#hearmeout 10

May is mental health awareness month!

Hello, my name is Patricia Lamas Alvarez and I’m a mental health therapist (LCSW) located in Los Angeles California. I am a bilingual speaker and spanish is my first language. I also run the instagram account @Patricialamastherapy, in which I provide mental health tools, centering around mental health and tips for couples. My website is http://www.patricialamastherapy.com for more information.

A little bit about me: I was born in Madrid, Spain, and moved to Brazil when I was 13, and later to Syracuse, NY (USA) with my family to find a better life. However, most of my family remained in Spain and I was left having to assimilate and live within two worlds. The difficulty of being apart from my father, my grandparents, my friends, began my journey as a therapist. I was a sensitive and empathetic kid, full of love and emotions, wanting to make sense of the distance and my parents’ divorce. My mom decided that I should go to therapy in order to work through some of these feelings. Here, I discovered the power of having a fresh sound board, in which you can confide and be fully yourself, as well as express your deeper feelings and fears.

When I began college, I always knew I wanted to be in a helping profession, and I figured blood and medicine were just not for me, so I may as well help others through mental health. I could have never imagined the possibilities and beauty of this field. I am lucky enough to be welcomed into people’s inner worlds, and get a glimpse of different human experiences, closer than you may ever imagine. I think us therapists are lucky and should understand the power of being in a room with a vulnerable client, and the privilege it is to be allowed into someone’s inner world as we are.

Now that you know a little bit about me, lets talk about mental health. The field of psychotherapy is full of possibilities, and with possibilities come many views and theories of the human experience. The theory that in my eyes underlies mental illness and explains what encompassess mental health is the Bio-Psycho-Social model. When we think of for example someone who is struggling with depression, we can understand depression through the following lense: Depression has a basis of biology and genetics. We know a large percentage of depression is correlated to our genes and the Biology we were given. Next, we also know that social dynamics impact depresion: we know that the environment in which we grow up, our family, our friends, our community, SES, our support system, as well as outer stressors and trauma impact our mental health. For example, depression can be triggered by the end of a relationship, a transition in our life, and the loss of a job. And lastly, we know that our psychology, our inner ability to be intrinsically resilient, our inner world and view of ourselves, our self esteem and thought patterns, our attachment also impact our mental health.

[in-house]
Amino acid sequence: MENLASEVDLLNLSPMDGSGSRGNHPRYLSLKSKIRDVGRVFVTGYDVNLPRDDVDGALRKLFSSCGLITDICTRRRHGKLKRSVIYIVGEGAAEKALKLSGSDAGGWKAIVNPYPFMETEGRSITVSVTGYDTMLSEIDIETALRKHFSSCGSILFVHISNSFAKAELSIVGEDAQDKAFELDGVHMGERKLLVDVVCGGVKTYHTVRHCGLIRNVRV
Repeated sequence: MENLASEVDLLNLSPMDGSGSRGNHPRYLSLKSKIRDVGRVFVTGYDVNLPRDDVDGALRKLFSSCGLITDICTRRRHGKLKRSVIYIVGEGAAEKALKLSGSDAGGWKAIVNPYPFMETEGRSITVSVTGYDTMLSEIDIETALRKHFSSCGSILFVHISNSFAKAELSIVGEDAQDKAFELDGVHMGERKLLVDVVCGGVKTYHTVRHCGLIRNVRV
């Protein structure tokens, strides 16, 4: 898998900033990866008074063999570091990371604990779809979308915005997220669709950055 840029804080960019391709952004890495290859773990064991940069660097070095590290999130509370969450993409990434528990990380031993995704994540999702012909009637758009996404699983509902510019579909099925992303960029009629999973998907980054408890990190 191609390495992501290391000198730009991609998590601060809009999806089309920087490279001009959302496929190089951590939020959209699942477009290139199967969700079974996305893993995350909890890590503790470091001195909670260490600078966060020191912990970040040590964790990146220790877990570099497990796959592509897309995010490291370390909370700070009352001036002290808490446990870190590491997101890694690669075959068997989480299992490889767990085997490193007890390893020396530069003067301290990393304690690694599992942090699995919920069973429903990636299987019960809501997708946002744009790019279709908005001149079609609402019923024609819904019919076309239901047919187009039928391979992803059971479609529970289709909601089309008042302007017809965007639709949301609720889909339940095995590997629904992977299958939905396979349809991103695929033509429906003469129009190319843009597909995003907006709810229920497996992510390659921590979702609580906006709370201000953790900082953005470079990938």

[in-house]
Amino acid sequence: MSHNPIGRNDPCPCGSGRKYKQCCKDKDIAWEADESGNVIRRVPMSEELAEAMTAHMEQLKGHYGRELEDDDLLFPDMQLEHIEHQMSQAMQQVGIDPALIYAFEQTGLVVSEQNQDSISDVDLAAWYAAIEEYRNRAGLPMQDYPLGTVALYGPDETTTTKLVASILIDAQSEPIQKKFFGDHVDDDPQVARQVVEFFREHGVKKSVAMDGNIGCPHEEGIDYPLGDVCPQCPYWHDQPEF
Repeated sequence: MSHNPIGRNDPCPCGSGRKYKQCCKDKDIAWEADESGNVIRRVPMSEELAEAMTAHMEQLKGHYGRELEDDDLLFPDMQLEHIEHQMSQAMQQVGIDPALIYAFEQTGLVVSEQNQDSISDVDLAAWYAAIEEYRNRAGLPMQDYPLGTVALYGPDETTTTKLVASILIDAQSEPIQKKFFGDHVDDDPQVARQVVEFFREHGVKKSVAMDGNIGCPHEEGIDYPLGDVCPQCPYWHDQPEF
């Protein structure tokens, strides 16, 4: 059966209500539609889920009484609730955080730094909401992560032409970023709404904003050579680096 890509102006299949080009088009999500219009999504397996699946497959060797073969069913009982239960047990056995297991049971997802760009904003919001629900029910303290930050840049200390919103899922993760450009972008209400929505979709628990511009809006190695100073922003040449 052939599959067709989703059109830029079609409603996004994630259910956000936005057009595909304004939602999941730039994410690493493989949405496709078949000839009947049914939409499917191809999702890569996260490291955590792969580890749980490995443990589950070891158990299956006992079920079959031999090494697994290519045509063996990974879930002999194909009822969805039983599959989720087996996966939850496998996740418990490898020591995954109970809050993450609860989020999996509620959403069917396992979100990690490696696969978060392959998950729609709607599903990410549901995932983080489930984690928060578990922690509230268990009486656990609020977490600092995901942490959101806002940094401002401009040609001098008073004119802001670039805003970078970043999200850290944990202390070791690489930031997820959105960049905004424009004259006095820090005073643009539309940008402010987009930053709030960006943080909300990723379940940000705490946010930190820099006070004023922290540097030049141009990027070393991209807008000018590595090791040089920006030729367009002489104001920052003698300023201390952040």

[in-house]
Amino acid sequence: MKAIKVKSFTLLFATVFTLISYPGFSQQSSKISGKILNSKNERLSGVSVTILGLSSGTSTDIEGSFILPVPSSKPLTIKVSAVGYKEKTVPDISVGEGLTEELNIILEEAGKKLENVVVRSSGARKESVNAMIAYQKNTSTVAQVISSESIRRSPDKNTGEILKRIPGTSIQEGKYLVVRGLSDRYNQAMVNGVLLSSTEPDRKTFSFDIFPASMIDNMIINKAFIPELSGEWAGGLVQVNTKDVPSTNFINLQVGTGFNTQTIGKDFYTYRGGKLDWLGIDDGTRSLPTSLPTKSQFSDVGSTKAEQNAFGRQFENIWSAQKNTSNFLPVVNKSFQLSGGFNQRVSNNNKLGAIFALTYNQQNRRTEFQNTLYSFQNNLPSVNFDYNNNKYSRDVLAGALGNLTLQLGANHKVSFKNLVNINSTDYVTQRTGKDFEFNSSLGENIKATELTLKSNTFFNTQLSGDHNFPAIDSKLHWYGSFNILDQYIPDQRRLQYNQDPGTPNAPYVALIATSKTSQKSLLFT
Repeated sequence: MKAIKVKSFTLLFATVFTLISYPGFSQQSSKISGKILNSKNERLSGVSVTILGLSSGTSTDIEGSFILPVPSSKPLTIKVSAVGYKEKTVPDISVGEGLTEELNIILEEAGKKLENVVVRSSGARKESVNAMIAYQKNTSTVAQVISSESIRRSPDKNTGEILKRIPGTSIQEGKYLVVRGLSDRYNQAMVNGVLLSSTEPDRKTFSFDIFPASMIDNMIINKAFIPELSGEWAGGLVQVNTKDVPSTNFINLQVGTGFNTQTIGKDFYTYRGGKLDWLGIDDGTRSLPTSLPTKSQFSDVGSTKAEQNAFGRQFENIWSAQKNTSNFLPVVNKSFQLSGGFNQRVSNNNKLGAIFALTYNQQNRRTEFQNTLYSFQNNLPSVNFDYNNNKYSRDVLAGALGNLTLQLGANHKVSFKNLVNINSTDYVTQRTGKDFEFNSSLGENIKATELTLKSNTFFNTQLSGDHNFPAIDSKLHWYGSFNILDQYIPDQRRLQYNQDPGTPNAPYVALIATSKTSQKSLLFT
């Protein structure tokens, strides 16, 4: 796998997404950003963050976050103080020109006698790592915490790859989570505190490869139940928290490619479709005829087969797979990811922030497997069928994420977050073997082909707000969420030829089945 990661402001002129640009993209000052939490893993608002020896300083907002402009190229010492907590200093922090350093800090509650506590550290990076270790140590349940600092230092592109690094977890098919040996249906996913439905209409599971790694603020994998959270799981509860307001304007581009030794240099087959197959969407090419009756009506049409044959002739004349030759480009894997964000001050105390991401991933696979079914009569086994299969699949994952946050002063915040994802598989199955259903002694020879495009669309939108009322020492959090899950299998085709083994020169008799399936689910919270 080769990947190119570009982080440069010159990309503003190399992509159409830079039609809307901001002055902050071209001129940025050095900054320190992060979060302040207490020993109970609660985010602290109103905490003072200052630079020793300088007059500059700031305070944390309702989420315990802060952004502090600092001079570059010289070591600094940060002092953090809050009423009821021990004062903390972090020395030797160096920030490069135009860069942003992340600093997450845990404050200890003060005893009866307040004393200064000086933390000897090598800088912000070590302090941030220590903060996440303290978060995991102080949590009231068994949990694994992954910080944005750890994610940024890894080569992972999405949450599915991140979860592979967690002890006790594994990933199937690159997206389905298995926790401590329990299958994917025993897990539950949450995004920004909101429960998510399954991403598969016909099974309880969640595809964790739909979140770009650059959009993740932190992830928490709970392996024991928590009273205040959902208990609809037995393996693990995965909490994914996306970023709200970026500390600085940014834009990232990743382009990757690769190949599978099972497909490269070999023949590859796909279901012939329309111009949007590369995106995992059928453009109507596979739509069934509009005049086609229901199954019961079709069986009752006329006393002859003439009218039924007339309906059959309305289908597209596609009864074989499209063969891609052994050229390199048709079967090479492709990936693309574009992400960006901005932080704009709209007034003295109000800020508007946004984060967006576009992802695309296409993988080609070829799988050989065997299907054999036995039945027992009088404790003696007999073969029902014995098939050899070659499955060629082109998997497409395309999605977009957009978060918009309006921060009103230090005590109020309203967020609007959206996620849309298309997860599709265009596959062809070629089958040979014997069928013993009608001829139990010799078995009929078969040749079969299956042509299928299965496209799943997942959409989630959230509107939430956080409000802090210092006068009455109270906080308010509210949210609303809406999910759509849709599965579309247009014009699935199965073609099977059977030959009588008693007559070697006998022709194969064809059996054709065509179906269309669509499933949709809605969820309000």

Therefore, mental illness is nothing to be ashamed of. It’s nothing that you did “ on purpose” or you continue to “ do to others”. Mental illness is created by a combination of different patterns of our biology factors, our community, the family we were born into, our circumstances, and our psychology.
Whats so important about receiving help and accepting help, is that although we do not have control over the cards we were given, we can play the cards in different ways in order to grow and live a more fulfilling life.

We can be so unkind to ourselves and we are given so many stigmas and messages that stop us from allowing and processing the help. A few years ago, I developed panic disorder. I cannot to this day pin point exactly why, but I can understand it was a combination of me moving to California alone (social factor), beginning my first “real” job as a therapist and being an adult (social factor), my perfectionism and pressure I put on myself ( psychology), and my genetics(Biology). Although I went to therapy, I felt an extreme sense of shame as I struggled with being a therapist and suffering myself. How could I, help others, if I couldn’t even help myself?. It wasn’t until I spoke to Steven Hayes, one of the most influential psychotherapists of today, that I understood therapist are humans too. I also understood, that through what at the time I viewed as my “ weakness”,I could further learn about myself, and help my clients grow, as I further understood the pain of an out of control mind.

I tell you this because its’ ok. We are human, we are not perfect, we have our struggles and even through the cultural norms, our family expectations, we should always prioritize our own needs and self care. How can we take care of others and be available to them if we are not allowed to accept help ourselves. Don’t be ashamed. Allow yourself to bloom.

Published by Smriti Singh

Inquisitive Software Analyst Mental health Activist

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